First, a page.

The Supreme Court on Thursday resumed the hearing of petitions against the recently passed contempt of court law.
According to a private TV channel, petitioner Ahsanuddin Sheikh who is also president of the Lahore High Court Bar Association (LHCBA) of Rawalpindi said the parliament had passed the new contempt of court law in a rush and that it did not have the authority to curtail the judiciary’s freedom.
Sheikh also read out the record of the parliamentary debate over the law before the bench.
In his remarks, Justice Khawaja said that the bench could review the debate held in the parliament.
He moreover said that parliamentary proceedings could not be challenged in any court of law and that they enjoyed protection under Article 69 of the Constitution.
However, he inquired regarding the rationale behind the drafting of the law, adding that the parliamentary debate was revealing with respect to the new law’s legislation.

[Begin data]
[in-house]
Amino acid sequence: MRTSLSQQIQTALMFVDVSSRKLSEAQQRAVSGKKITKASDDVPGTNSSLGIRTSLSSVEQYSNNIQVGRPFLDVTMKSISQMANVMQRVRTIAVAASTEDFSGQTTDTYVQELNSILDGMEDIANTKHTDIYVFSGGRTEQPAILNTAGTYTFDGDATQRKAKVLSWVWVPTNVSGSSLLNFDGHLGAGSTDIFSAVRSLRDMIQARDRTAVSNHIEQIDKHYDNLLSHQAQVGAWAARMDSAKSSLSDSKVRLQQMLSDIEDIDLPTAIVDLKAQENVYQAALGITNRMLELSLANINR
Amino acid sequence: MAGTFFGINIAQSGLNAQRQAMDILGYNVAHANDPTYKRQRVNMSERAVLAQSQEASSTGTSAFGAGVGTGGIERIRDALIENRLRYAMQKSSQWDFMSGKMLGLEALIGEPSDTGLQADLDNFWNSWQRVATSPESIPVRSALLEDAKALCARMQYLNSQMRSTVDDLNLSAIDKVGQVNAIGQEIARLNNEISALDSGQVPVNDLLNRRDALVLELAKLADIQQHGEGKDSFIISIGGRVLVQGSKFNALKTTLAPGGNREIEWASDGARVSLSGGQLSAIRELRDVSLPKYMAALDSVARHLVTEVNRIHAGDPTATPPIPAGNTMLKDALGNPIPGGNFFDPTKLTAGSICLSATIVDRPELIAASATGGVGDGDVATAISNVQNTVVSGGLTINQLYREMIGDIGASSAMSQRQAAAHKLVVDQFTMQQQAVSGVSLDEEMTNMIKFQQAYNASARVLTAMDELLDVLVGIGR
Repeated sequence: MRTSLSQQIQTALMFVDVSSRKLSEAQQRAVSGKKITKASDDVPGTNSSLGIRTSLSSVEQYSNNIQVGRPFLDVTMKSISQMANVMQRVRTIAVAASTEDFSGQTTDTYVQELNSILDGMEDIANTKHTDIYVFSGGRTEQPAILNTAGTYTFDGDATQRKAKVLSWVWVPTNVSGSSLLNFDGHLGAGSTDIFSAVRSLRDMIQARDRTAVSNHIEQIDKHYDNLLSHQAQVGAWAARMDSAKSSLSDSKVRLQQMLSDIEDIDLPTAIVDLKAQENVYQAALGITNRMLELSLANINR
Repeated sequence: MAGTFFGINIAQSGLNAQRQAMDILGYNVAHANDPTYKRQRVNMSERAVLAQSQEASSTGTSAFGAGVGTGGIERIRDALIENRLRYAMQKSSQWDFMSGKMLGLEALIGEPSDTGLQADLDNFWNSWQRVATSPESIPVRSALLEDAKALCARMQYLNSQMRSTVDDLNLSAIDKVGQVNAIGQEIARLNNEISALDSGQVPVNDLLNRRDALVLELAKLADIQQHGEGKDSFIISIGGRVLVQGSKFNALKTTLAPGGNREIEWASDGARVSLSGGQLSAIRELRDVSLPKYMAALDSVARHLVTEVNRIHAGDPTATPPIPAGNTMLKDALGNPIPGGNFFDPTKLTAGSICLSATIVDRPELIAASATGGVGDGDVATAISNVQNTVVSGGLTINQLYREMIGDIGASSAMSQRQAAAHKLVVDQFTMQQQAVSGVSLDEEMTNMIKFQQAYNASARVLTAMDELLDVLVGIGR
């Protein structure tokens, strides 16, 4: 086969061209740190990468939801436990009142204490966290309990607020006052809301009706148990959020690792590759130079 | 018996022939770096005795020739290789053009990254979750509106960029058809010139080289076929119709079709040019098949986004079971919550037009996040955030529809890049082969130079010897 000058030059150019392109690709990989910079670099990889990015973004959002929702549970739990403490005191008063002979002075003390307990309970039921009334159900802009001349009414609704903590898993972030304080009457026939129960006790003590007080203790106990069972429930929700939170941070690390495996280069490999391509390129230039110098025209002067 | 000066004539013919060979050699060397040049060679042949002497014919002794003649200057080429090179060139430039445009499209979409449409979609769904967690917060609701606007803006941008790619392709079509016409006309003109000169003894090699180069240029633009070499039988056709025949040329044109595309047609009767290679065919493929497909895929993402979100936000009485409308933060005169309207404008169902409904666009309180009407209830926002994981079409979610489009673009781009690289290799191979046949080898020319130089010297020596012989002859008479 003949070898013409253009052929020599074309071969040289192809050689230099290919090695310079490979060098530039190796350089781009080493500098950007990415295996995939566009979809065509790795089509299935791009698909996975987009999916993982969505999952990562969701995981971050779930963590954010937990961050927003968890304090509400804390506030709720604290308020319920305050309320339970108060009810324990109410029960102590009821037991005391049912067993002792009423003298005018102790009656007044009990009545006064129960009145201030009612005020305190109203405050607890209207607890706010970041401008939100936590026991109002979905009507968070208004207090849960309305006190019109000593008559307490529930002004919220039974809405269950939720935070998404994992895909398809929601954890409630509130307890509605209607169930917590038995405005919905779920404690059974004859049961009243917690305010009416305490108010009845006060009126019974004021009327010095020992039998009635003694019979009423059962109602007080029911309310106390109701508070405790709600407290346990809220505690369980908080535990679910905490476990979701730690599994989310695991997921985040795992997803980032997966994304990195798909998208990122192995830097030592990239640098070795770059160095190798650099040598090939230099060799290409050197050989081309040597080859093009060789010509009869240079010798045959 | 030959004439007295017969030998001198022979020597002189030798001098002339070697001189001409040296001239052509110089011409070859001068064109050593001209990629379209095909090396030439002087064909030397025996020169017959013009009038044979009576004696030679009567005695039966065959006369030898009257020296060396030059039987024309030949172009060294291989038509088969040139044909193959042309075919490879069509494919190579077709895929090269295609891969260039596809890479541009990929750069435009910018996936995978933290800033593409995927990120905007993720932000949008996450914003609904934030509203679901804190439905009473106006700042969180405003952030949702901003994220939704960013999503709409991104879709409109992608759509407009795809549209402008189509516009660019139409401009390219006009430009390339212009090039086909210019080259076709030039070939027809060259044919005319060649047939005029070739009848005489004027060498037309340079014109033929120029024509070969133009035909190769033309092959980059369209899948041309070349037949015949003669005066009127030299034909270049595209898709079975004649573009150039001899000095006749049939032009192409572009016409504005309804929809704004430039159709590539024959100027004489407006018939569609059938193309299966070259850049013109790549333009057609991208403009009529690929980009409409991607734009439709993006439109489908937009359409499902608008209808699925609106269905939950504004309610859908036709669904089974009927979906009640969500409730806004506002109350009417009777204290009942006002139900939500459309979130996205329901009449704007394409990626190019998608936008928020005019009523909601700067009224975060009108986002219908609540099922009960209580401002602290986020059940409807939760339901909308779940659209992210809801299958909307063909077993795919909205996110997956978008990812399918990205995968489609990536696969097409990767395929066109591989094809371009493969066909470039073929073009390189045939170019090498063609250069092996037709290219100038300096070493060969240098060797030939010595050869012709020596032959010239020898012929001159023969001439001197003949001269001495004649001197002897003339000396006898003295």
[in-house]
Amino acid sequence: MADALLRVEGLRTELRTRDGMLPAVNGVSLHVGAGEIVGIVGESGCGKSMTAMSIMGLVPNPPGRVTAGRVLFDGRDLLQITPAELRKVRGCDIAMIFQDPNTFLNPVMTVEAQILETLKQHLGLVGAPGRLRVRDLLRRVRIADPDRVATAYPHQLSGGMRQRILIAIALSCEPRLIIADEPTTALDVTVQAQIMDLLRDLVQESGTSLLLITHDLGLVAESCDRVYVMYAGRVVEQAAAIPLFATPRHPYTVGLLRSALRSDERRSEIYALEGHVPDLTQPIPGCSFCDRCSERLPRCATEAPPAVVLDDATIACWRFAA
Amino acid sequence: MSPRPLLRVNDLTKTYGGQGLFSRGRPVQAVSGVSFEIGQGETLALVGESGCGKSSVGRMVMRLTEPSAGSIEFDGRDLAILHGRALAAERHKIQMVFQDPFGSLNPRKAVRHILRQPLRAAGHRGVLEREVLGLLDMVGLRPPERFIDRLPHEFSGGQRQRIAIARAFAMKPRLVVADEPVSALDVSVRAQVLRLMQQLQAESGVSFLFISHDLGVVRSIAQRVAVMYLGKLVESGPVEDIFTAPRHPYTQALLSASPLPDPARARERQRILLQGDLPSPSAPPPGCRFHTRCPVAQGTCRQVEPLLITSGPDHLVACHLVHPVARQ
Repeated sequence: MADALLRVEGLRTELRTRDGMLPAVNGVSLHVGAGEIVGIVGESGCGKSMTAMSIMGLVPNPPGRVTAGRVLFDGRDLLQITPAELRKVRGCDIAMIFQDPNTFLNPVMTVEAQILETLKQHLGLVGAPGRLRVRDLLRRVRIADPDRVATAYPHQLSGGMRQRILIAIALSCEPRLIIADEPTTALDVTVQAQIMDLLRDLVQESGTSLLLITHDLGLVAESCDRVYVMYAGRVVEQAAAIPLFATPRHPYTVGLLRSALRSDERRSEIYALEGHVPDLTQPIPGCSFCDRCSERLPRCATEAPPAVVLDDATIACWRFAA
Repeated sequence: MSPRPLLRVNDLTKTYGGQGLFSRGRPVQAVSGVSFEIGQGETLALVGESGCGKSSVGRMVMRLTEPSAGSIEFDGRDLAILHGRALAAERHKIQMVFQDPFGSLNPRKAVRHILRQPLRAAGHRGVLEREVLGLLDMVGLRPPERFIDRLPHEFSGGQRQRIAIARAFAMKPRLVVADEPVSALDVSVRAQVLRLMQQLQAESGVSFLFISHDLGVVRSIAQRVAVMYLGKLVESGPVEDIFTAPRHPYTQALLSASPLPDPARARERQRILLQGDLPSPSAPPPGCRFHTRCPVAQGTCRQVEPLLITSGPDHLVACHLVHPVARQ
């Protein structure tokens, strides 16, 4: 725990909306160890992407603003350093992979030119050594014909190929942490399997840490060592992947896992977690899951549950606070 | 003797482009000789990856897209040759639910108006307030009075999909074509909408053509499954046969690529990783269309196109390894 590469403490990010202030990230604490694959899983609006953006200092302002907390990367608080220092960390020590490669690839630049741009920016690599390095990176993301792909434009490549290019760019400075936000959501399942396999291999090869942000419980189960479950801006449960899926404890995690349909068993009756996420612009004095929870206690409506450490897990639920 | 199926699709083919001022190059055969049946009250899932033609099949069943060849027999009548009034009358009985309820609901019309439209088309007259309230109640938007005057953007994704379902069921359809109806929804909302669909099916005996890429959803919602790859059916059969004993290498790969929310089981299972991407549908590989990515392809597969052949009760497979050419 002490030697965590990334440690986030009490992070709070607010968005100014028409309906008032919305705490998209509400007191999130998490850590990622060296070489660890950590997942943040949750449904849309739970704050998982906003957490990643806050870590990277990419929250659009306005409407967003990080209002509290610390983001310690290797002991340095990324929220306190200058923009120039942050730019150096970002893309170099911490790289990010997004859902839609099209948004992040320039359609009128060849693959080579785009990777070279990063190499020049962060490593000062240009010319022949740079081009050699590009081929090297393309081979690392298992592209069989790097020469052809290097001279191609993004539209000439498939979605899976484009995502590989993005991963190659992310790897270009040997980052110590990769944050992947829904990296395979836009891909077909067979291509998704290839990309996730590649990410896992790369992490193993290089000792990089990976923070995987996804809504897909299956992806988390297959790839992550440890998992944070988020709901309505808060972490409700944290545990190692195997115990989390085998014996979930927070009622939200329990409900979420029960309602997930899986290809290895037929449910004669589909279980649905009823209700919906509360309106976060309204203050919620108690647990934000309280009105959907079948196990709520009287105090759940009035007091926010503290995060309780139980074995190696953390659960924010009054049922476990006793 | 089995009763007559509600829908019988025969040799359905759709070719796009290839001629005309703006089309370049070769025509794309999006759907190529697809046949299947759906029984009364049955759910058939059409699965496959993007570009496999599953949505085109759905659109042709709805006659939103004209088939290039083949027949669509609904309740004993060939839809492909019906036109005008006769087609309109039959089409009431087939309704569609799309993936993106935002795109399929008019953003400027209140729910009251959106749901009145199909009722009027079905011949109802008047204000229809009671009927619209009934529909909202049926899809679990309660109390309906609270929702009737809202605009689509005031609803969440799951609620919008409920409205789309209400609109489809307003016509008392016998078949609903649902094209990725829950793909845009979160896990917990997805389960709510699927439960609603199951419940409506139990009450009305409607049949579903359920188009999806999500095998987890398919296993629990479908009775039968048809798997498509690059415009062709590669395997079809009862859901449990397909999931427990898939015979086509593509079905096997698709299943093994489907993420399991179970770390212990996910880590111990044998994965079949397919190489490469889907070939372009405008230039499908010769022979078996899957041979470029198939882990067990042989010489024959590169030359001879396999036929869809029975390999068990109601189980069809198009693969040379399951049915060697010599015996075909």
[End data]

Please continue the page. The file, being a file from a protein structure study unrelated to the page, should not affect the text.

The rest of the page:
Earlier during Wednesday’s hearing, dropping a hint that the controversial contempt of court act would not be struck down in toto, the Supreme Court observed that the opposition should have resisted the passage of the law in the parliament instead of walking out of the house. The opposition should have stayed in the parliament to resist the ruling party’s move, said Chief Justice Iftikhar.
Justice Khilji Arif Hussain described walkouts as an injustice with the electorate.
Only two clauses of the new law – one pertaining to immunity for holders of public office against contempt of court proceedings and the other about an automatic stay on the filing of an appeal – appeared to be areas of concern for the court and during the proceedings judges spoke about their respect for the parliament.
Legal experts are of the opinion that the two controversial clauses may be sent back by the court to the parliament for review.
Justice Jawwad S. Khawaja was the only judge who rejected the theory of parliament’s supremacy and recalled that the court had struck down statutes in the past as well.